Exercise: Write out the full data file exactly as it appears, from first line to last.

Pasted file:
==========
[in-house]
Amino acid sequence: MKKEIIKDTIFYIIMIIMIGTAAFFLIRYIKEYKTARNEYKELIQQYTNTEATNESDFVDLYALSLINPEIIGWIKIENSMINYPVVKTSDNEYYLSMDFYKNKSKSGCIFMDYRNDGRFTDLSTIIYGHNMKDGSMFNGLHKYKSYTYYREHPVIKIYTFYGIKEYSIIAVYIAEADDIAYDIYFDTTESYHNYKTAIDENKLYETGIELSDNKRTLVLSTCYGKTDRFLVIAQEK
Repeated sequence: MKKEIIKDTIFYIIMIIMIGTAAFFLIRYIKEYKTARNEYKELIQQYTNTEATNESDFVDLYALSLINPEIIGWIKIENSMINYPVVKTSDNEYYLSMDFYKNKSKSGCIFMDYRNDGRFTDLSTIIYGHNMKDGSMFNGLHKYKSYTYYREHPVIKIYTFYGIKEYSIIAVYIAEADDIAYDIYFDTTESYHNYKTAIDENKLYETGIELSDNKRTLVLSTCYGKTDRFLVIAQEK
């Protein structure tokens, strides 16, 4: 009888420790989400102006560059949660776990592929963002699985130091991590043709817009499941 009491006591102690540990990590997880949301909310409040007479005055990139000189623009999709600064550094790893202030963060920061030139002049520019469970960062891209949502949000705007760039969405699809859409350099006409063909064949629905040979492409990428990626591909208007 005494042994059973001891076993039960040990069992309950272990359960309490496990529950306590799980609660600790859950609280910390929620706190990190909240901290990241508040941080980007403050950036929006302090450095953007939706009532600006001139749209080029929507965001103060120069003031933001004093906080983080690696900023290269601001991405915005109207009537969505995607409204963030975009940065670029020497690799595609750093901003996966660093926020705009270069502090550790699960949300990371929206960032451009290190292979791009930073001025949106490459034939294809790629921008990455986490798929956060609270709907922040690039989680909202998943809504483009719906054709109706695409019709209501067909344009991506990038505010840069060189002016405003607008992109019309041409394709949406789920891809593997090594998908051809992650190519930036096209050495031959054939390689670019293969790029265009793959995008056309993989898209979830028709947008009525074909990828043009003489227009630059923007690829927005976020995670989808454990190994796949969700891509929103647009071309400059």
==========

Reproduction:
[in-house]
Amino acid sequence: MKKEIIKDTIFYIIMIIMIGTAAFFLIRYIKEYKTARNEYKELIQQYTNTEATNESDFVDLYALSLINPEIIGWIKIENSMINYPVVKTSDNEYYLSMDFYKNKSKSGCIFMDYRNDGRFTDLSTIIYGHNMKDGSMFNGLHKYKSYTYYREHPVIKIYTFYGIKEYSIIAVYIAEADDIAYDIYFDTTESYHNYKTAIDENKLYETGIELSDNKRTLVLSTCYGKTDRFLVIAQEK
Repeated sequence: MKKEIIKDTIFYIIMIIMIGTAAFFLIRYIKEYKTARNEYKELIQQYTNTEATNESDFVDLYALSLINPEIIGWIKIENSMINYPVVKTSDNEYYLSMDFYKNKSKSGCIFMDYRNDGRFTDLSTIIYGHNMKDGSMFNGLHKYKSYTYYREHPVIKIYTFYGIKEYSIIAVYIAEADDIAYDIYFDTTESYHNYKTAIDENKLYETGIELSDNKRTLVLSTCYGKTDRFLVIAQEK
């Protein structure tokens, strides 16, 4: 009888420790989400102006560059949660776990592929963002699985130091991590043709817009499941 009491006591102690540990990590997880949301909310409040007479005055990139000189623009999709600064550094790893202030963060920061030139002049520019469970960062891209949502949000705007760039969405699809859409350099006409063909064949629905040979492409990428990626591909208007 005494042994059973001891076993039960040990069992309950272990359960309490496990529950306590799980609660600790859950609280910390929620706190990190909240901290990241508040941080980007403050950036929006302090450095953007939706009532600006001139749209080029929507965001103060120069003031933001004093906080983080690696900023290269601001991405915005109207009537969505995607409204963030975009940065670029020497690799595609750093901003996966660093926020705009270069502090550790699960949300990371929206960032451009290190292979791009930073001025949106490459034939294809790629921008990455986490798929956060609270709907922040690039989680909202998943809504483009719906054709109706695409019709209501067909344009991506990038505010840069060189002016405003607008992109019309041409394709949406789920891809593997090594998908051809992650190519930036096209050495031959054939390689670019293969790029265009793959995008056309993989898209979830028709947008009525074909990828043009003489227009630059923007690829927005976020995670989808454990190994796949969700891509929103647009071309400059």